LIKE the rest of the world, the Middle East, too, is closely monitoring the developments in the US after Joe Biden’s victory. This region is very important for the US, and the US is very important for this region.
And, it is not surprising because this is the land of many thorny issues – the Israeli-Palestinian crisis, the Iranian nuclear programme, terrorism, Islamic State, Yemen war, Libya, Syria and so on. We are waiting to see how these issues will evolve after January.
Biden’s victory is certain to have an impact on every Gulf country, too, though in different ways. Saudi Arabia is likely to face the maximum heat because it has the most at stake. Biden has made his thinking very clear on a number of sensitive issues related to Riyadh.
He would want Mohammed bin Salman to release a number of prominent detainees, especially women, and he will also open the file on journalist Jamal Khashoggi’s killing and the war in Yemen.
So, it seems the Saudis have already started planning for the next four years. First of all, let us take a look at the flurry of developments in Saudi Arabia after Biden’s victory.
Soon after the Democrats clinched victory, Saudi Arabia made a slew of political moves and sent some messages to the world. Addressing the country’s top advisory body, King Salman bin Abdulaziz urged the world to take a “decisive stance” to address Iran’s efforts to develop its nuclear programme and slammed Iran’s interference in other countries’ affairs and its support for terrorism and extremism. Later, the Saudi Council of Senior Scholars announced that the Muslim Brotherhood is a ‘terrorist group that does not represent the principles of Islam.’
Parallel to these statements, a gunman opened fire outside the Saudi Embassy in The Hague, which happened a day after a World War I commemoration, attended by European diplomats, was attacked in Jeddah. Several people were injured in that attack.
Saudi also announced it had thwarted an attack on the kingdom by Houthi rebels. Saudi naval forces also uncovered a plot by the Houthis to carry out a hostile act in the south of the Red Sea using two booby-trapped boats. Saudis also destroyed an explosive-laden drone launched by the Houthis toward the Kingdom.
Interestingly, all these have happened within 10 days of Mike Pompeo’s expected visit to the region, which will be his last as Secretary of State under the Trump administration.
Why so many terrorist attacks, acts of violence and warnings within a few days, and that, too, in a country which is under strict security? Are they part of a larger plan which will unfold in the coming days? Is Trump planning a major military strike before leaving office to further his interest? The questions assume significance, especially after The New York Times reported that the president might carry out an attack in the region before leaving the White House.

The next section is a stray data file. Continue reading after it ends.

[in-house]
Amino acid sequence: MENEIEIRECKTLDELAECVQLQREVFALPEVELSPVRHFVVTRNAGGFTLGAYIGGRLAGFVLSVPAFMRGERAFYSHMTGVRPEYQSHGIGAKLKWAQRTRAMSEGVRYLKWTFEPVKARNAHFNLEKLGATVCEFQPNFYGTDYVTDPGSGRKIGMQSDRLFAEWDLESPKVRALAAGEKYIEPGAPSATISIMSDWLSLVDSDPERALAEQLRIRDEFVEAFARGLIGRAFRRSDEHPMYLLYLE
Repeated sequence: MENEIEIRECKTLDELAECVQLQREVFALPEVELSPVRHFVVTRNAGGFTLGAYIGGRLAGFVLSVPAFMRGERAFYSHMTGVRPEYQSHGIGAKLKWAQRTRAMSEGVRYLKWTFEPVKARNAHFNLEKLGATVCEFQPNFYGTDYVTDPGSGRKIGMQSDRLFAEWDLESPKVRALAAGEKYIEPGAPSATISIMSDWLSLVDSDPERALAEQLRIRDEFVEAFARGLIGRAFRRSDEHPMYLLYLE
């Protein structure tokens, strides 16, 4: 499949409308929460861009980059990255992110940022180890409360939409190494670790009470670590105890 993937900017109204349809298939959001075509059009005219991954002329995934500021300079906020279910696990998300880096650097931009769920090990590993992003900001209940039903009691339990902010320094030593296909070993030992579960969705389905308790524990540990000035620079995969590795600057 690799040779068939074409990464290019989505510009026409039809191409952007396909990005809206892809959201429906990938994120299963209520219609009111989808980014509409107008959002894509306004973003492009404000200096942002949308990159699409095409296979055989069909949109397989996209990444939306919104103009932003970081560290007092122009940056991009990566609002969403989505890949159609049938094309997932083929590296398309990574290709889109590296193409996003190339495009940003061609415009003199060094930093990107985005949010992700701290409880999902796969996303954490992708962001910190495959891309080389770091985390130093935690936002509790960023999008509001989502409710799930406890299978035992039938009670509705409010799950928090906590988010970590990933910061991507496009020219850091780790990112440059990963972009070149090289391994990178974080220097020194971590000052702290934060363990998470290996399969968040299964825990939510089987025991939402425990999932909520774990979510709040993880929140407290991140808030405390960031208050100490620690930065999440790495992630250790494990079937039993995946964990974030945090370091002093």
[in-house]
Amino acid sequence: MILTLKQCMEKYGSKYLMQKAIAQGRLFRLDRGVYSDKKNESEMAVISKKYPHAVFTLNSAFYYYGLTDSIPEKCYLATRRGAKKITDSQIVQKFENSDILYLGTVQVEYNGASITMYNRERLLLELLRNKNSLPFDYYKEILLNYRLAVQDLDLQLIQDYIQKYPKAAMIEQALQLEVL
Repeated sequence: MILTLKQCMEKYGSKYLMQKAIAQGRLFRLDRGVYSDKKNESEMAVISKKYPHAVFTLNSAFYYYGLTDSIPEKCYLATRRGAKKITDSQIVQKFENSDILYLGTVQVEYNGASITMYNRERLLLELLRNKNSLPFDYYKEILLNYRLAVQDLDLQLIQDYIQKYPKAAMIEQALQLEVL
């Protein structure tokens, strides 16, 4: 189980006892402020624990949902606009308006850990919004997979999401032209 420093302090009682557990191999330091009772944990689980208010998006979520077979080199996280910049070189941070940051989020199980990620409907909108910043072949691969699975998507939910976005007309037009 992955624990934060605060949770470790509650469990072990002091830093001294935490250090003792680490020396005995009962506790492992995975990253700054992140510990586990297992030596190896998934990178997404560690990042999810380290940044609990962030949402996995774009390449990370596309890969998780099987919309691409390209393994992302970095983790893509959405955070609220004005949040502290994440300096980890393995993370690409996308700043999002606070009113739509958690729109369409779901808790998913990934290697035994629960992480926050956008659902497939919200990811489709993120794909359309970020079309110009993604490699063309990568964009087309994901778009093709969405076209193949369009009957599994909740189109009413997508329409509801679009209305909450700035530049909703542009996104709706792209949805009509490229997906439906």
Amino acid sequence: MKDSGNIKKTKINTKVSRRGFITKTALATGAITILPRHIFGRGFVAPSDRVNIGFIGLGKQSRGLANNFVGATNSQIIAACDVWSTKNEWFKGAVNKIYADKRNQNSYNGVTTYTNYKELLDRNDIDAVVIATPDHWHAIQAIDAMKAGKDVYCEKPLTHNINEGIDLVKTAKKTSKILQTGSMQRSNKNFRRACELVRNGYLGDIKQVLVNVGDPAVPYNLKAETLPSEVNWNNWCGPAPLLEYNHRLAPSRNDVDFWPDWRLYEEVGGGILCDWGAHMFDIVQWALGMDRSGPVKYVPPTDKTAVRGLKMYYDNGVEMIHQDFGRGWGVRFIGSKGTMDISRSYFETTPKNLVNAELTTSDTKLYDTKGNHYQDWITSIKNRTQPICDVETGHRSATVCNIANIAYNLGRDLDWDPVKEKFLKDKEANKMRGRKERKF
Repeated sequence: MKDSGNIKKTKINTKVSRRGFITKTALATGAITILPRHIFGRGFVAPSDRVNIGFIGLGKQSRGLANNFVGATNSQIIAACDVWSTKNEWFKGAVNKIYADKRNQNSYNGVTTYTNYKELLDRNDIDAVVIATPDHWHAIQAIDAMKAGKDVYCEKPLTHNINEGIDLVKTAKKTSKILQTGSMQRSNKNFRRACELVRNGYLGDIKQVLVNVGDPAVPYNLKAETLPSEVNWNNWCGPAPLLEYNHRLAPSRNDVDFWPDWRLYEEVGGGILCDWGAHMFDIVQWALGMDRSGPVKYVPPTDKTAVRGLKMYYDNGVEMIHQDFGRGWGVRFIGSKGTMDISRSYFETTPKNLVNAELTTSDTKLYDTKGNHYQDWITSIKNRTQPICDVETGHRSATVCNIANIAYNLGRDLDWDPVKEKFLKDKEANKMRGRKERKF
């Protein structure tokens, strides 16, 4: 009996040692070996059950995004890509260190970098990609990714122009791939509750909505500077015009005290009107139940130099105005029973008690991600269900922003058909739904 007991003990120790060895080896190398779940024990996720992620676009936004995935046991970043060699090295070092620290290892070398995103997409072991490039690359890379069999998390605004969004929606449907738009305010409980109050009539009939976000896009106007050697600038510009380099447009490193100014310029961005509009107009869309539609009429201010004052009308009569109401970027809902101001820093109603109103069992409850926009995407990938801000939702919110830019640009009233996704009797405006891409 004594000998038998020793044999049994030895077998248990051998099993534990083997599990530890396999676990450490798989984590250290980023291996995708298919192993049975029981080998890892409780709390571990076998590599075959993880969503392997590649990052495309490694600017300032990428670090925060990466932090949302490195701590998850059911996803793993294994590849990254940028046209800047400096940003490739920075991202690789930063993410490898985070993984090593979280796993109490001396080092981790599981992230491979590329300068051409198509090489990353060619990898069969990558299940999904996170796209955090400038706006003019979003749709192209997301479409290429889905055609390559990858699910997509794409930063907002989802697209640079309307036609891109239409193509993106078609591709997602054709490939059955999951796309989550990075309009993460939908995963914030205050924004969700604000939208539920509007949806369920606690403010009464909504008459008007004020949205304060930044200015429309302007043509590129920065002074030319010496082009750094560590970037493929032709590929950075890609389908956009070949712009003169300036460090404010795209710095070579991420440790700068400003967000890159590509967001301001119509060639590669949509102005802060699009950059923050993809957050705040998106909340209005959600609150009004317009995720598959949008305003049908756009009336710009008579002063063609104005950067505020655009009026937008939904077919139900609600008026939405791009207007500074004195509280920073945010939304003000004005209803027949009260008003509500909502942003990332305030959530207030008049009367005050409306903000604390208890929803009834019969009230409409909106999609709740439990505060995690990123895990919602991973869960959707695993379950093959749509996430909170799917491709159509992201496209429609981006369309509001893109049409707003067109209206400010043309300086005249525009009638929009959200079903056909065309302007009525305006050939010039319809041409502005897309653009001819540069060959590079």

Also, Pompeo’s visit assumes significance in the backdrop of these events. What is the purpose of his visit? There are two scenarios that come to my mind. First, the visit could be to explore the possibility of an attack on Iran. Trump will be happy to launch a military strike against Iran to further his agenda. He is not yet done with all the sanctions he has imposed on Tehran.
Secondly, the visit could be to prepare a strategy for the next four years when Biden is in office. Trump would need the support of his close friends in the region when he is out of power, and his close friends in the region would want him to come back at any cost after four years.
It is a win-win situation. Pompeo should be coming with a bundle of ideas and strategies to be implemented in the coming four years.
The recent attacks in Saudi and elsewhere fit into the larger agenda of Saudis and Trump. Riyadh wants to prove that terrorism, Islamic Brotherhood and Islamic State are still very much alive, and that Iran continues to be an existential threat and Yemen war is a necessity rather than a humanitarian disaster. New facts must be created to drive home this point.
It seems that whatever happens, our region is going to become another battleground for Trump and Biden.